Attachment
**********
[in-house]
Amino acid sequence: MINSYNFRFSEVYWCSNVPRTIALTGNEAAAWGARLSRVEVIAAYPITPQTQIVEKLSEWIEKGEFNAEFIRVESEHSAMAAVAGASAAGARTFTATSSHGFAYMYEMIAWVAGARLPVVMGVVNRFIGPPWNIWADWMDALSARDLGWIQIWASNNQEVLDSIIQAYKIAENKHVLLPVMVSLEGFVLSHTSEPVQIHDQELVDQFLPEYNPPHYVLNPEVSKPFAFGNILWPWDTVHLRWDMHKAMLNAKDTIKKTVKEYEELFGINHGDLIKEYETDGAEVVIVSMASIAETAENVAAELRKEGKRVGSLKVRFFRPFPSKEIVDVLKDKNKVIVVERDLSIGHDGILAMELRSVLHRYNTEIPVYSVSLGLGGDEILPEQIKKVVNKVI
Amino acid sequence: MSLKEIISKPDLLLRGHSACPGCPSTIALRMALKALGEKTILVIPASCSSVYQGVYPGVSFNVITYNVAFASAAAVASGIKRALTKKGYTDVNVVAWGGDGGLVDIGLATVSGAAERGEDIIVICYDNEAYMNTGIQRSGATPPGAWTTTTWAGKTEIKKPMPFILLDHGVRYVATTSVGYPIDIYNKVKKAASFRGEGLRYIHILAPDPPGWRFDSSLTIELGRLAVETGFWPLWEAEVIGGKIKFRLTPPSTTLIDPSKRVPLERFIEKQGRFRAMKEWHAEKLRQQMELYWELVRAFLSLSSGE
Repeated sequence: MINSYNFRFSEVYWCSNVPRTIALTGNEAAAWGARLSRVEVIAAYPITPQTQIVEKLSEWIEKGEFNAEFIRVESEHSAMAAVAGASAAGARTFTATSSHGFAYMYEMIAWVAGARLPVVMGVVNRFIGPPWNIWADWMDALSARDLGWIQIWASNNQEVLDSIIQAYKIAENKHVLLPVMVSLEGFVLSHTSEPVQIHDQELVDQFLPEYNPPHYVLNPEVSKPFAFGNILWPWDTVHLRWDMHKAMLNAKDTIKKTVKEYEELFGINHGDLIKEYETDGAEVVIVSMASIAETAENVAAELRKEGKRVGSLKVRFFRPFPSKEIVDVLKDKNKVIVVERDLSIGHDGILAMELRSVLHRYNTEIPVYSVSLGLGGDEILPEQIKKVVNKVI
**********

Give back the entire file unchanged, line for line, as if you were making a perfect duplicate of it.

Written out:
[in-house]
Amino acid sequence: MINSYNFRFSEVYWCSNVPRTIALTGNEAAAWGARLSRVEVIAAYPITPQTQIVEKLSEWIEKGEFNAEFIRVESEHSAMAAVAGASAAGARTFTATSSHGFAYMYEMIAWVAGARLPVVMGVVNRFIGPPWNIWADWMDALSARDLGWIQIWASNNQEVLDSIIQAYKIAENKHVLLPVMVSLEGFVLSHTSEPVQIHDQELVDQFLPEYNPPHYVLNPEVSKPFAFGNILWPWDTVHLRWDMHKAMLNAKDTIKKTVKEYEELFGINHGDLIKEYETDGAEVVIVSMASIAETAENVAAELRKEGKRVGSLKVRFFRPFPSKEIVDVLKDKNKVIVVERDLSIGHDGILAMELRSVLHRYNTEIPVYSVSLGLGGDEILPEQIKKVVNKVI
Amino acid sequence: MSLKEIISKPDLLLRGHSACPGCPSTIALRMALKALGEKTILVIPASCSSVYQGVYPGVSFNVITYNVAFASAAAVASGIKRALTKKGYTDVNVVAWGGDGGLVDIGLATVSGAAERGEDIIVICYDNEAYMNTGIQRSGATPPGAWTTTTWAGKTEIKKPMPFILLDHGVRYVATTSVGYPIDIYNKVKKAASFRGEGLRYIHILAPDPPGWRFDSSLTIELGRLAVETGFWPLWEAEVIGGKIKFRLTPPSTTLIDPSKRVPLERFIEKQGRFRAMKEWHAEKLRQQMELYWELVRAFLSLSSGE
Repeated sequence: MINSYNFRFSEVYWCSNVPRTIALTGNEAAAWGARLSRVEVIAAYPITPQTQIVEKLSEWIEKGEFNAEFIRVESEHSAMAAVAGASAAGARTFTATSSHGFAYMYEMIAWVAGARLPVVMGVVNRFIGPPWNIWADWMDALSARDLGWIQIWASNNQEVLDSIIQAYKIAENKHVLLPVMVSLEGFVLSHTSEPVQIHDQELVDQFLPEYNPPHYVLNPEVSKPFAFGNILWPWDTVHLRWDMHKAMLNAKDTIKKTVKEYEELFGINHGDLIKEYETDGAEVVIVSMASIAETAENVAAELRKEGKRVGSLKVRFFRPFPSKEIVDVLKDKNKVIVVERDLSIGHDGILAMELRSVLHRYNTEIPVYSVSLGLGGDEILPEQIKKVVNKVI